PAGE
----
China will continue to cut excess production capacity, but will rely on market forces, not government-set targets, to do so, Finance Minister Lou Jiwei said on June 7, as an annual high-level dialogue between China and United States kicked off.
Speaking at a press briefing, Lou said China has attached great importance to cutting industrial overcapacity, and that measures have been taken to eliminate 90 million tonnes of steel production capacity.
But he ruled out the possibility of working out a quantitative target initiated by the government.
“China has bid farewell to the planned economy, so the government can not dictate to industries on this. More than half of the country’s steel makers are privately owned,” Lou said.
While stressing market forces, the minister said the government will strengthen supervision on environmental protection and energy saving, and ensure high quality and security.
The government will also provide fiscal support to aid laid-off workers, he added.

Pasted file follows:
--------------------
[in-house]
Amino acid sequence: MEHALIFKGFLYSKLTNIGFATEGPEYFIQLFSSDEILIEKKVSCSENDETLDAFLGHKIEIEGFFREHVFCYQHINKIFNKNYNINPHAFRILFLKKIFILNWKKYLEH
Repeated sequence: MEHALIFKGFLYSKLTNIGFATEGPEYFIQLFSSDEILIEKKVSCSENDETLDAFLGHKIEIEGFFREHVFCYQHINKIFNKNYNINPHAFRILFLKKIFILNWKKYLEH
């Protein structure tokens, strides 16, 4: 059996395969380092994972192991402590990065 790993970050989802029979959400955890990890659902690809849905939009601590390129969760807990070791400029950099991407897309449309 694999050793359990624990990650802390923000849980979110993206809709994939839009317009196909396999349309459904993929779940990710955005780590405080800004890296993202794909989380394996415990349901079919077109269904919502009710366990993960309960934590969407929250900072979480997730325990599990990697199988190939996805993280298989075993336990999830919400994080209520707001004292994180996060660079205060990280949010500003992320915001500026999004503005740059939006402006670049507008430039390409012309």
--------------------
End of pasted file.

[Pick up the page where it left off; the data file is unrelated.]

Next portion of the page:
The eighth China-US Strategic and Economic Dialogue comes at a time when excess steel capacity has become an acute global challenge.
US steel producers are increasingly resorting to trade remedies and tariff protection to ride out a sluggish steel market, a practice strongly opposed by Chinese exporters.
STRUCTURAL REFORM CRUCIAL
As the global economy grapples with a weak recovery, macro-policy coordination is high on the dialogue’s agenda.
Although the US economy is seeing stronger recovery momentum, its investment engine remains weak and trade and fiscal deficits are high. Meanwhile, the Chinese economy is operating stably, but its fundamental problems have not been sorted out, Lou said, reaffirming the need for both countries to implement structural reforms.
He said China is willing to work alongside the international community to strengthen policy coordination and boost growth potential through structural reform and technology innovation.
“China will adhere to a proactive fiscal policy and prudent monetary policy to provide a stable environment for structural reform,” he added.
While the Chinese side pledged persistent policy making, the US government vowed greater transparency and to make policy-setting more forward-looking to lessen the negative spillover to other countries.
The United States also agreed to take actions to boost productivity and investment, raise saving rates as well as labor participation rates, and achieve sustainable fiscal discipline in the medium-term.